I live in a hospitality house. Living in a hospitality house has become a more frequent choice for Christians lately, sort of in the way that kale has experienced a resurgence over the past few years: having people think you eat a lot of kale is generally preferred to actually eating a lot of kale.
People call us with some regularity to talk about living in a hospitality house. They want to know what it is like and whether they can come visit and whether they should start one too. If there is one thing you should know about living in a hospitality house, it is that it is risky to live in a hospitality house. Here are some reasons why it is risky:
- Lots of people will call you to talk about living in a hospitality house. Some of them will come to visit, and eventually a few of them will want to stay. But the ones who stay are never the ones you want to stay. They will make you crazy in ways you never thought you could be crazy. You can’t prepare for the ways they will challenge and convict you and make you grow when you’d rather be left alone.
- You won’t be able to ask for good Christmas presents anymore because you believe in simplicity. Without asking, you’ll instead get poems to hang on your refrigerator and a new puppy with fleas because your neighbor has to move out and can’t take her dog. This will start to grow on you and you’ll realize you like poetry.
- You’ll become rather disenchanted with normal American Christianity. You’ll have to explain this to your uncle at the next family reunion, and that won’t go well. But even as you are questioning contemporary Christianity, you’ll be falling in love with ancient people that you had never heard of before.
- You’ll have to name and claim your privilege and power. Once you name it, you won’t be able to pretend it is not there anymore. You’ll have to do something with your privilege, and it will probably be to try and divest yourself of it. This will be delightfully frustrating.
- At some point you may be called on to help provide the entertainment for a neighbor’s rent party. You may even be called on to be the entertainment for a neighbor’s rent party. Also, at some point you will need to host a rent party for yourself.
- Your old friends are going to think you are interesting, even admirable, but you may notice some distance after you make the move. Your new friends will be poor, so you won’t be going to movies and bars anymore like you did with your old friends. But, you’ll wind up laughing longer and crying more with your new friends than you would at any movie or bar. Plus, at least one of your new friends will be an outstanding cook and far more generous than you deserve.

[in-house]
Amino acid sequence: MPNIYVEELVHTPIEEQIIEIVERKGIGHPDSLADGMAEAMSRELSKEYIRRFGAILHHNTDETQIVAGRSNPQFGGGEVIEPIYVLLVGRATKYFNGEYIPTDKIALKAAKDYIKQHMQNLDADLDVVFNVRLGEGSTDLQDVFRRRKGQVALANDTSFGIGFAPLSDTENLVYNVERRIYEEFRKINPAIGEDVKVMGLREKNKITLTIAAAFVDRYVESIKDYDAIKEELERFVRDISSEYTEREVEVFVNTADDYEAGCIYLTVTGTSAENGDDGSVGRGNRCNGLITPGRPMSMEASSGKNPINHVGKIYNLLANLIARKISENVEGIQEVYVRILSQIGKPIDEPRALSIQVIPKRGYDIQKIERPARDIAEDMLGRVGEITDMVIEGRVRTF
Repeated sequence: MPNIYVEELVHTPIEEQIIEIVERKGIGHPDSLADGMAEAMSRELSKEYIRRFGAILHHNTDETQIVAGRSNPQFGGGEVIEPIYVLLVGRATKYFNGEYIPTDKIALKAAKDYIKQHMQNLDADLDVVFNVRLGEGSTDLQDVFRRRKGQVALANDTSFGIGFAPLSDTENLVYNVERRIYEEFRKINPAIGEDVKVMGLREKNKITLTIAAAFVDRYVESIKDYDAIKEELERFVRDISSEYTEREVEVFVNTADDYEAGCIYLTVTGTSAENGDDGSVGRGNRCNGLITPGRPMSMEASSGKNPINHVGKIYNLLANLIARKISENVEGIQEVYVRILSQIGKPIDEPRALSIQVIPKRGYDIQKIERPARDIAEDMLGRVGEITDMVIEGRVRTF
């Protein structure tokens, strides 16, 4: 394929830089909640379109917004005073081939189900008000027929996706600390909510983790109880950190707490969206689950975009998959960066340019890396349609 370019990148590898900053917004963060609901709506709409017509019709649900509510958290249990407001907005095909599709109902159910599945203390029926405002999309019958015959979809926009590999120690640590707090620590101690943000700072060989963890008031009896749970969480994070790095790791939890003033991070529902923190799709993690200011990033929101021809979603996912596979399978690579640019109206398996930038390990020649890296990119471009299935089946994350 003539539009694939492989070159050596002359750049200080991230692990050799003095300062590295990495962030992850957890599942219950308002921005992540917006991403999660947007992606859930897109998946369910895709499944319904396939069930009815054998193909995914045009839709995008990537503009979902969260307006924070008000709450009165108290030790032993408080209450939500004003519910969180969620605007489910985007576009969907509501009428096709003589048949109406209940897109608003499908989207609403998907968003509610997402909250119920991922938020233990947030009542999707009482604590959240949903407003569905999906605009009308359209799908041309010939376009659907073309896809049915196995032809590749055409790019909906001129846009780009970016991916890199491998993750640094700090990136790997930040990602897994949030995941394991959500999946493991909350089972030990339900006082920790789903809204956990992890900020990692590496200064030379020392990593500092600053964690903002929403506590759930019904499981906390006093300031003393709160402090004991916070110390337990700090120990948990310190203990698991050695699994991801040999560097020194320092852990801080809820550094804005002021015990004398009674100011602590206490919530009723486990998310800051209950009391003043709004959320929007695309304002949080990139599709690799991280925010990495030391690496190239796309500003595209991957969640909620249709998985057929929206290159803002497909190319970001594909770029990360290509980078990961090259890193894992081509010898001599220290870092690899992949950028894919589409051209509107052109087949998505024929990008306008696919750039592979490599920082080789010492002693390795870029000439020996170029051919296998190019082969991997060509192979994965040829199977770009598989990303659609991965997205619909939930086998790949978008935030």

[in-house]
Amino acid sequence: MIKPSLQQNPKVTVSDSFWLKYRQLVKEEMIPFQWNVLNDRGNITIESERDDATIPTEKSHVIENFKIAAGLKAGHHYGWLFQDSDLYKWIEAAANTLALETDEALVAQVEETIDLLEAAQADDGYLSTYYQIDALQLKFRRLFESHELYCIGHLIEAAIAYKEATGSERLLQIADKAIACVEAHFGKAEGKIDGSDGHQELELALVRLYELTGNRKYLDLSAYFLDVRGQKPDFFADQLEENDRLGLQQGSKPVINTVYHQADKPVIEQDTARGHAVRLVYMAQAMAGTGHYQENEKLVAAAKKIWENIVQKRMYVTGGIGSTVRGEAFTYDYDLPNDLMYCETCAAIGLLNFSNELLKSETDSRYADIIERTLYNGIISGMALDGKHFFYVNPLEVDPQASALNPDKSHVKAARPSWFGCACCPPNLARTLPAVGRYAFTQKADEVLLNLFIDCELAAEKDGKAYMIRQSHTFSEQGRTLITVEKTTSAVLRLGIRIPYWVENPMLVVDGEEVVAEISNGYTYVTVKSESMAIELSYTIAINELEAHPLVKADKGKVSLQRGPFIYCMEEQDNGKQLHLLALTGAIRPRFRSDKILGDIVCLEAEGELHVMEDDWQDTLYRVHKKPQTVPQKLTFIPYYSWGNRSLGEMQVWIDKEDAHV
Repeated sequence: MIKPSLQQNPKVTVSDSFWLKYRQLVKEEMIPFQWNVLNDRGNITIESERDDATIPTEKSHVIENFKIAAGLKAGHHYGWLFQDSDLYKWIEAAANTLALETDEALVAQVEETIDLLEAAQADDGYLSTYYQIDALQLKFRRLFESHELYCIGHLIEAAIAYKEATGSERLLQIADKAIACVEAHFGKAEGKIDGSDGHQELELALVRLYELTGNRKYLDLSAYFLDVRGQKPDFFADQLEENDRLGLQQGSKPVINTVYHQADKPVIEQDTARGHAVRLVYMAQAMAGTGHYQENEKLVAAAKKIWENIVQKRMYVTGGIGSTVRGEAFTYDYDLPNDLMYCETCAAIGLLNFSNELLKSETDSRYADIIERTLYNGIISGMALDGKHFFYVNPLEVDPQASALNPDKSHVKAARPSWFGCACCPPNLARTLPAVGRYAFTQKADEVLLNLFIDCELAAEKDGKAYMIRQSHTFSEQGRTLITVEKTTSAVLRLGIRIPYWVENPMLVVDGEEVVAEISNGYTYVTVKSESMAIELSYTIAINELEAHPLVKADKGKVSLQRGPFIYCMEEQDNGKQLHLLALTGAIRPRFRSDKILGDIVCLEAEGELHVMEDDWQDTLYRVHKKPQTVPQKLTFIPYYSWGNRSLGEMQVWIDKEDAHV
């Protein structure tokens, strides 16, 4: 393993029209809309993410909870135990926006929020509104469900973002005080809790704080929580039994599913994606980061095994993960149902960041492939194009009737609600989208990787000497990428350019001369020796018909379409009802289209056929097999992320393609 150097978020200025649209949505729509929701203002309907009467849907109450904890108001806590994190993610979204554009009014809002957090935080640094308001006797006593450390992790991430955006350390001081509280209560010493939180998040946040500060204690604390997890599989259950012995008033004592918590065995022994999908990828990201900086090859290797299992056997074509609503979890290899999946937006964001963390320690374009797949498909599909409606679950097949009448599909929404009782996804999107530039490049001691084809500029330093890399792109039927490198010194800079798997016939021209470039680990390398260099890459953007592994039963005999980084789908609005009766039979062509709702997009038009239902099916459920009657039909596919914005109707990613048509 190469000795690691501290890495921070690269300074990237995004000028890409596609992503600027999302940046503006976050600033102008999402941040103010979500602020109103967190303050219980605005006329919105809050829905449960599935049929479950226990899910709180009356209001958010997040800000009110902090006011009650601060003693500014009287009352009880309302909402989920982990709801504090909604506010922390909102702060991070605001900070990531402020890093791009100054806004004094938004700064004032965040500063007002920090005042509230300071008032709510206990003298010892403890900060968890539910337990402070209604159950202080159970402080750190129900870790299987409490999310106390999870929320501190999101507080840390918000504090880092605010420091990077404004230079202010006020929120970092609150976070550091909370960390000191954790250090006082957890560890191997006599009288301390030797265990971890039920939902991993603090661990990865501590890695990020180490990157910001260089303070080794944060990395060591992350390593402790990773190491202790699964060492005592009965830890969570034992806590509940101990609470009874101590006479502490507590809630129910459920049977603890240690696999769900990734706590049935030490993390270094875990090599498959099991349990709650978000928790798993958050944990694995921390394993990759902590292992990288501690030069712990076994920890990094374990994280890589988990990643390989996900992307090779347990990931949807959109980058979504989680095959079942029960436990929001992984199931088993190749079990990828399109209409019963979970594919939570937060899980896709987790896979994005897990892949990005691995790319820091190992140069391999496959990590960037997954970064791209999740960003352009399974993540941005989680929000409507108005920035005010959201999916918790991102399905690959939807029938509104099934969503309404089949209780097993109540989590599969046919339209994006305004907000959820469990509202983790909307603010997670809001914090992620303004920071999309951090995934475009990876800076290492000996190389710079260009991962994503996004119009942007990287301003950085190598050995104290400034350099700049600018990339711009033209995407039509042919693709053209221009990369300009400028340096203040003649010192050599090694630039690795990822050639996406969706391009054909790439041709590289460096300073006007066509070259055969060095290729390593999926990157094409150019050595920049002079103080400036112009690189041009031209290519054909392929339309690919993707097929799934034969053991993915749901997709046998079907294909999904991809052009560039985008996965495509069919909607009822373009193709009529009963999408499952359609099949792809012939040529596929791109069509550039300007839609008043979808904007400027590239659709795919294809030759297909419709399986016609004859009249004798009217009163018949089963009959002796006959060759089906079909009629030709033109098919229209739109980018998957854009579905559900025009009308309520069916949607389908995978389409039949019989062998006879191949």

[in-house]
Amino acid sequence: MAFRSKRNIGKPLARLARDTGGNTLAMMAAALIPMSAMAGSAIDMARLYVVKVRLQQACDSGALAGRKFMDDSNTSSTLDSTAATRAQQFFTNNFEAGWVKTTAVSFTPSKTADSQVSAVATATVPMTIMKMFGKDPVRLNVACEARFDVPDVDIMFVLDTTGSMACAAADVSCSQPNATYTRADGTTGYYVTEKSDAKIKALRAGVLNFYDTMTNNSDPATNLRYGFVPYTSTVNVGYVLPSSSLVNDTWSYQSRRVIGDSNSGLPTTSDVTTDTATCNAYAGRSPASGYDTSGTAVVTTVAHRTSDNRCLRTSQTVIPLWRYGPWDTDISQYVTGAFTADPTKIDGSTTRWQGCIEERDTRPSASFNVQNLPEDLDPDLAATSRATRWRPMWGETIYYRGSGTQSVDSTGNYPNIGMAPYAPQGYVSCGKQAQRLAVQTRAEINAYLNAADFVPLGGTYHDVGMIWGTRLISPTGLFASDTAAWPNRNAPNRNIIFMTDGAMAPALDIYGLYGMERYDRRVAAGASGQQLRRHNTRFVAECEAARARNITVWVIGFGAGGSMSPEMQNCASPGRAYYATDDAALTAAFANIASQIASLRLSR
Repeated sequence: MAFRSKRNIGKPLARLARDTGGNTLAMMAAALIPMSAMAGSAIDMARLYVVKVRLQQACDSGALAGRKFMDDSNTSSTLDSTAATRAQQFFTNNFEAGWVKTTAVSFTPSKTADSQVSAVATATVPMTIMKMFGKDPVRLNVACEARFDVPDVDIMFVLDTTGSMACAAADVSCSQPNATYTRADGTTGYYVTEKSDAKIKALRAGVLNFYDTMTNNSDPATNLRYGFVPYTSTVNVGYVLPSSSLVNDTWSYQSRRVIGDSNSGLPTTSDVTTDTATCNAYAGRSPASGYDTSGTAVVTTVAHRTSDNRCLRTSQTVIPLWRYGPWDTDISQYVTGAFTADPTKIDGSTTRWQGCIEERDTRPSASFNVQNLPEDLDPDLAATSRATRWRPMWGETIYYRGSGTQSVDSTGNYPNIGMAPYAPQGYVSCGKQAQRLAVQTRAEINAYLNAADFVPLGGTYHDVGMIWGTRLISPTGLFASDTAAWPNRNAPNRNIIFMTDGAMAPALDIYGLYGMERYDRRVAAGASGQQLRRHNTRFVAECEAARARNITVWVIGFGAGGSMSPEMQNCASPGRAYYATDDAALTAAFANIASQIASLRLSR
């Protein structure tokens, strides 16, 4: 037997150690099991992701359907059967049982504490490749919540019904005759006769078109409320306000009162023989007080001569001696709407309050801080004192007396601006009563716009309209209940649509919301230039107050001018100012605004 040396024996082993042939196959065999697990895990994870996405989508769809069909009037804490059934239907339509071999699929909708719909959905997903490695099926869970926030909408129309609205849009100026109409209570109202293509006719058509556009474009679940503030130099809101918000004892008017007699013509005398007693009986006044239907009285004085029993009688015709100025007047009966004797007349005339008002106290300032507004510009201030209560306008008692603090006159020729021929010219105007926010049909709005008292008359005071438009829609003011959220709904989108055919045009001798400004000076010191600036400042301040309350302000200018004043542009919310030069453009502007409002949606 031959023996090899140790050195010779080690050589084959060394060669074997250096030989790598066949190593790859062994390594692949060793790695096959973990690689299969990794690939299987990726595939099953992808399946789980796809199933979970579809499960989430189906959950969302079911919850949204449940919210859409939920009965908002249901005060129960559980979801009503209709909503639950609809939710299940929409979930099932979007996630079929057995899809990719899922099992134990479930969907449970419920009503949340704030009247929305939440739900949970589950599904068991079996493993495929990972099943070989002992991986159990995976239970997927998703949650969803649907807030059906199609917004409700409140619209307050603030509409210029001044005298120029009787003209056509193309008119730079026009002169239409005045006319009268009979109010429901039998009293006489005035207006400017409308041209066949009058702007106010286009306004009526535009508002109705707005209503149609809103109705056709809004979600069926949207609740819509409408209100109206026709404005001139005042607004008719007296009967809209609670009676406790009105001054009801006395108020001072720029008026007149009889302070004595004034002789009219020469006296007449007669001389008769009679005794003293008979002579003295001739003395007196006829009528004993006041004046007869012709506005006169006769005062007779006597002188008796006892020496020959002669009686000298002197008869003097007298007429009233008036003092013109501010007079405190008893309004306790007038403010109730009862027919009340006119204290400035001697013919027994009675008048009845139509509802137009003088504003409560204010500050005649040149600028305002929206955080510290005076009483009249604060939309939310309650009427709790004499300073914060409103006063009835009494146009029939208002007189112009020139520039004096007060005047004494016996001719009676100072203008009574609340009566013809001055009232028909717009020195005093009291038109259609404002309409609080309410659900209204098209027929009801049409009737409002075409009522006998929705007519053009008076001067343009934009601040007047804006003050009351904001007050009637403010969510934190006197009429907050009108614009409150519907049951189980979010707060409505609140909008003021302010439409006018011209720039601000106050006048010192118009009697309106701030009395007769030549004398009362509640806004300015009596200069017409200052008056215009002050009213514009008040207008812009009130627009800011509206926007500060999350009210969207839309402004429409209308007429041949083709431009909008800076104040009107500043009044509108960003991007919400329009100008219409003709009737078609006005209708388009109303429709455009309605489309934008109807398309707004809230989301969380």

- A housemate who really loves the earth will go crazy over kale. You’ll have to eat kale four times a day until you start to think you might like it. This will trouble you.
- People will start to call you a radical. You will like this, though you will wonder whether the people who call you that take you very seriously. You will laugh at the idea of being a radical when you realize the thing you do most frequently is wash dishes.
- At some point, living in a hospitality house will start to seem normal. You’ll grow to love your neighbors, which means that losing them to eviction or early death or violence or incarceration – all of which will be related to racial and economic oppression in some form – will wipe away all the romance of living in a hospitality house. The depth of your grief will surprise you. You’ll need those new friends to get through it, and maybe the old ones as well.
- You will meet Jesus again and again, and you’ll be surrounded by people who will expect you to follow him. This will not bode well for your future economic prospects, nor your ability to be well-adjusted in the world. You will begin to realize that this is Good News.
These are not the only reasons why living in a hospitality house is risky. There are many more. Call if you’d like to hear some, or just stop by for supper. We eat at six, and we’re having kale.